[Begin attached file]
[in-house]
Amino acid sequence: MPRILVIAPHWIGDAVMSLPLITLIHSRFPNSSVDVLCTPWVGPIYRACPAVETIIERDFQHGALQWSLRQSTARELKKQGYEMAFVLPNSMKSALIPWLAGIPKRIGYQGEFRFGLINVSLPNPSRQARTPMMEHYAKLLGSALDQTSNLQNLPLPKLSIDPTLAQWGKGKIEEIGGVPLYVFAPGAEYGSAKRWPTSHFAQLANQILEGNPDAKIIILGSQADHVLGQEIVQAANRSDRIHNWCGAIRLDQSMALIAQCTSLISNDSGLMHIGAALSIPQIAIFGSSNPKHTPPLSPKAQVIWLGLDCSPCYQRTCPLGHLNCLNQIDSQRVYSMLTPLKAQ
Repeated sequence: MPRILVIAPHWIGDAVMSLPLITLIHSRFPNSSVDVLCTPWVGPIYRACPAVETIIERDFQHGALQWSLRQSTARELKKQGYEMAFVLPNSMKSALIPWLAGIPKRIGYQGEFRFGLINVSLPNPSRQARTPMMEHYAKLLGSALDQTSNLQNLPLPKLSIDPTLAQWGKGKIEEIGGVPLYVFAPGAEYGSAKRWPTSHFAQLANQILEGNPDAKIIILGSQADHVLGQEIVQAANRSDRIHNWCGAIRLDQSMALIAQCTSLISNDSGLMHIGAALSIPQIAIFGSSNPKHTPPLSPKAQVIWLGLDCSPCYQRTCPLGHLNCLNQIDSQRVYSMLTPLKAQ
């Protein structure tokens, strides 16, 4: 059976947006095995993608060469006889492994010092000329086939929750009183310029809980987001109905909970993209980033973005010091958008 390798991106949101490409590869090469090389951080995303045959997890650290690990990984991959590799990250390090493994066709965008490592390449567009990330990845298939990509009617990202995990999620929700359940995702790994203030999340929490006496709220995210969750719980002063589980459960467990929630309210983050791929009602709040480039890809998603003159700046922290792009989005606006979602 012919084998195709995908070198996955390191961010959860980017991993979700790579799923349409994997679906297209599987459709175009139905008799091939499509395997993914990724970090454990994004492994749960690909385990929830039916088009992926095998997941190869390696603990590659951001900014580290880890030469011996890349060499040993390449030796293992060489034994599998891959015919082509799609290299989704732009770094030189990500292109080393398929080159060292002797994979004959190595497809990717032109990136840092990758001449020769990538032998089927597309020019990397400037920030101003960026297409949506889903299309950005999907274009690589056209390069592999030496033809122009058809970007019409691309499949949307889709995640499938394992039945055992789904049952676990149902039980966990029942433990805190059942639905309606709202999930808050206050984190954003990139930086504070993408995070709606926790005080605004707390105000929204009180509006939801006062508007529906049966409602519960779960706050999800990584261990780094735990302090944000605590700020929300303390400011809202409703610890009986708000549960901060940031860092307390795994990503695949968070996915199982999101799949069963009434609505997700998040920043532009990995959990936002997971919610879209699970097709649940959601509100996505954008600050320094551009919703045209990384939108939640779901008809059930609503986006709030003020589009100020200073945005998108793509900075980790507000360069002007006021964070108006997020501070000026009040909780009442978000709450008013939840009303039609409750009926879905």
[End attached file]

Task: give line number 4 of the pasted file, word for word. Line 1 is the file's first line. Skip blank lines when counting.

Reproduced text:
């Protein structure tokens, strides 16, 4: 059976947006095995993608060469006889492994010092000329086939929750009183310029809980987001109905909970993209980033973005010091958008 390798991106949101490409590869090469090389951080995303045959997890650290690990990984991959590799990250390090493994066709965008490592390449567009990330990845298939990509009617990202995990999620929700359940995702790994203030999340929490006496709220995210969750719980002063589980459960467990929630309210983050791929009602709040480039890809998603003159700046922290792009989005606006979602 012919084998195709995908070198996955390191961010959860980017991993979700790579799923349409994997679906297209599987459709175009139905008799091939499509395997993914990724970090454990994004492994749960690909385990929830039916088009992926095998997941190869390696603990590659951001900014580290880890030469011996890349060499040993390449030796293992060489034994599998891959015919082509799609290299989704732009770094030189990500292109080393398929080159060292002797994979004959190595497809990717032109990136840092990758001449020769990538032998089927597309020019990397400037920030101003960026297409949506889903299309950005999907274009690589056209390069592999030496033809122009058809970007019409691309499949949307889709995640499938394992039945055992789904049952676990149902039980966990029942433990805190059942639905309606709202999930808050206050984190954003990139930086504070993408995070709606926790005080605004707390105000929204009180509006939801006062508007529906049966409602519960779960706050999800990584261990780094735990302090944000605590700020929300303390400011809202409703610890009986708000549960901060940031860092307390795994990503695949968070996915199982999101799949069963009434609505997700998040920043532009990995959990936002997971919610879209699970097709649940959601509100996505954008600050320094551009919703045209990384939108939640779901008809059930609503986006709030003020589009100020200073945005998108793509900075980790507000360069002007006021964070108006997020501070000026009040909780009442978000709450008013939840009303039609409750009926879905």